It's the battle cry of our generation. Millions and millions of tired, bloodshot eyes transfixed to an illuminated slideshow of pixels all vying for our attention in great, big, colorful waves--and we're all basking in the glow of our displays. We've become accustomed to the concept of "agile business". Hours are more flexible. Job titles are less confined. When we're not working, we're scouring the internet for tips, techniques, and tools just to keep current.
It seems the information age hasn't come without its own set of vices: a constant, insurmountable ocean of data.
But our greatest assets to stay on top can also be an Achille's Heel that could inevitably threaten to bring us down. The idea of "unplugging" might just be a romantic sentiment for some, but it's a part of our humanity that shouldn't be ignored. "Hustle" is all fine and good in doses, but can easily create cracks in our mental glass when exposed to these practices for prolonged periods of time. Community shouldn't be substituted for various online conversations that take place in screen-in windows with x's in the top left corner.
Creative professionals have argued for the idea that creativity can't be forced, yet some of us don't even have the bandwidth for spontaneity in inspiration.
I've done the "wake up at 6am and work until 10pm" game. It's a brutal, isolated prison that substitutes efficient quality for bull-headed quantity; a battering ram of tired, pseudo-inspiration. That's not to say that you won't have times where you'll need to pull a later shift or work on something longer than you had originally projected, but prolonged, continuous practice of these conditions creates a culture of work that's entirely unhealthy and problematic. It will only result in you feeling burnt out, hurt, and resentful. What's worse, these wounds don't localize on a purely personal level: Your external relationships will be affected from the cancerous symptoms of overworking.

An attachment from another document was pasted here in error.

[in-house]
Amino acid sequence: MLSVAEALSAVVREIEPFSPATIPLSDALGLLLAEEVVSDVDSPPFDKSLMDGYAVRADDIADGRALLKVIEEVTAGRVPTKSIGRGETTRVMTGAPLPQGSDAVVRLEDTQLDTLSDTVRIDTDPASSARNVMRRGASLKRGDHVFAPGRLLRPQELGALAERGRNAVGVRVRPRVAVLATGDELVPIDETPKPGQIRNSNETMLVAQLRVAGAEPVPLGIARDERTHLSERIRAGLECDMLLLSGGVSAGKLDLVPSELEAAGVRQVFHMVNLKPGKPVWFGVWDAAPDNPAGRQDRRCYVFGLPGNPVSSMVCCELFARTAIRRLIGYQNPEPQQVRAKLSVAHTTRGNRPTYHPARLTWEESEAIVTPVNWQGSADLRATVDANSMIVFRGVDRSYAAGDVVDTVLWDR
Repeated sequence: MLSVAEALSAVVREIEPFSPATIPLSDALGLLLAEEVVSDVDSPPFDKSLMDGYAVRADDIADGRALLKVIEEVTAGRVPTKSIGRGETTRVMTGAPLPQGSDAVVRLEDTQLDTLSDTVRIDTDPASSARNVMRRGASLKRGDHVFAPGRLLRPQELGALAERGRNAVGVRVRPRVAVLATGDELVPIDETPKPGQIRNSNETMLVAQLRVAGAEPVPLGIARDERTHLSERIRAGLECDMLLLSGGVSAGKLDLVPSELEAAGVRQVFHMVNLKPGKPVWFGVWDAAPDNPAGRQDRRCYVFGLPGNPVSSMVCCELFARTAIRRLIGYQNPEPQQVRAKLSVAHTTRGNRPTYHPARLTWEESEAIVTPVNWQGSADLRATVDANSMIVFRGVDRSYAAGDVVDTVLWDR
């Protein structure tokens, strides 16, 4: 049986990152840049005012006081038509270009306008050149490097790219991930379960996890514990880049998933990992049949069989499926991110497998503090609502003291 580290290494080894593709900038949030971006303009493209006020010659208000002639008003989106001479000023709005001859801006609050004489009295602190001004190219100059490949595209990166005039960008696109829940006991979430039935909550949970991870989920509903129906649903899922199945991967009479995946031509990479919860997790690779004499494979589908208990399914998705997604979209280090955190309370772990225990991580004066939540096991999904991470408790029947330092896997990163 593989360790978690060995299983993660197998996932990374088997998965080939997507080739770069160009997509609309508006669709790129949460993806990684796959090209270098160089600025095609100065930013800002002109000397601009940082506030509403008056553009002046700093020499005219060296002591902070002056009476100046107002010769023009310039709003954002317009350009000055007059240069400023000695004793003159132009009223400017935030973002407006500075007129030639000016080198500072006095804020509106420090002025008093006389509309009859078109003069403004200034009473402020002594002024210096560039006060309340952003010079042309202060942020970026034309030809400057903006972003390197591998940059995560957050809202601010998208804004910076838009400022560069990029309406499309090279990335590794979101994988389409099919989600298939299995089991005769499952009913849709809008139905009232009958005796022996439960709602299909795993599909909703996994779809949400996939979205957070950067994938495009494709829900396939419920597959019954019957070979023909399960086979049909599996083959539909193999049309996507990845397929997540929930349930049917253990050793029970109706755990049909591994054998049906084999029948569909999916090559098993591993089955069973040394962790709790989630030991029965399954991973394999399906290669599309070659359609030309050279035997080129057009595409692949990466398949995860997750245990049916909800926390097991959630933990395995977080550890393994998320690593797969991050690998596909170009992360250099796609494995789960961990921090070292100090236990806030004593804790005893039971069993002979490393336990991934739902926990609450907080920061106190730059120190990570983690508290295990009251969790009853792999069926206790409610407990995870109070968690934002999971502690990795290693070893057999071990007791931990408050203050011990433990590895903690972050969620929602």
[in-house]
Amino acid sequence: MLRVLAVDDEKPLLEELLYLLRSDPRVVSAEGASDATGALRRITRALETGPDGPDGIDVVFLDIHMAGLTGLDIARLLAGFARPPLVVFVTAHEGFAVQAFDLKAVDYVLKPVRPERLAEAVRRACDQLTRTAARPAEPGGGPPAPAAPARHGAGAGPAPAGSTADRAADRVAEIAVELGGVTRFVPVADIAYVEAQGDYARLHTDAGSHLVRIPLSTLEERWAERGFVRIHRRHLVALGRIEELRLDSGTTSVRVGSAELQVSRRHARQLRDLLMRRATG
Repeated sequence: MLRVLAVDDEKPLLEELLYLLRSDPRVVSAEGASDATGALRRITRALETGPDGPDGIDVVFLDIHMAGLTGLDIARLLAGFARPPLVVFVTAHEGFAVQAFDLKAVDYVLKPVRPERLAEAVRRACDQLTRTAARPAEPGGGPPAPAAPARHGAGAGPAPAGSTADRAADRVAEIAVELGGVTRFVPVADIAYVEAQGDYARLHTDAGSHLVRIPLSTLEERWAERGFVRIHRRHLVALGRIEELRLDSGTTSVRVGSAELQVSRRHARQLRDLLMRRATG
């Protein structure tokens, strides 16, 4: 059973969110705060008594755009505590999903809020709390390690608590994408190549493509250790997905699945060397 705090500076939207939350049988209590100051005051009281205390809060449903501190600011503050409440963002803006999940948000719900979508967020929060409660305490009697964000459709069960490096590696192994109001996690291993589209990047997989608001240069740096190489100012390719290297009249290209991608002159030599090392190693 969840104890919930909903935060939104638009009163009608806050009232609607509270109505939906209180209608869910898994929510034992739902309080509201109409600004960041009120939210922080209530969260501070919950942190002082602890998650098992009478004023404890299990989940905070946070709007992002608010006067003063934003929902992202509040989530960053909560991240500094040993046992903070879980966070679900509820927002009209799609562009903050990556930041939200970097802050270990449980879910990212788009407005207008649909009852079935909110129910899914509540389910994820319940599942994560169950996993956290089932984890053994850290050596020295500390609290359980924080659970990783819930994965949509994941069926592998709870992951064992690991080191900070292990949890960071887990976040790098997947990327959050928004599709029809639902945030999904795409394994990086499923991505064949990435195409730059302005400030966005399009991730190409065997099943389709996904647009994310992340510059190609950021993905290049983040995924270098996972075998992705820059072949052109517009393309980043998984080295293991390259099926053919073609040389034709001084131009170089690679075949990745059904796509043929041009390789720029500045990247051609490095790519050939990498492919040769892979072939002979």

I've found I derive a great deal of my own personal inspiration from conversations that don't happen at my desk or in my office. Whether that's taking time to do something active or a debate with friends over a beer, life happens and ideas are a result of this social conduit. Inspiration does happen when you least expect it. Sometimes it can't be forced by intentional provocation or mentally milking it like a wet towel. Set aside time to distance mentally distance yourself from work. If that means finding friends outside of your professional field to avoid the temptations of talking shop, make it so.
Take the time to remember that life happens outside of your screen. It's happening right now in the communities you live in.
You're not a computer. Take those opportunities to power down the Macbook, connect in community, and frankly, just be human.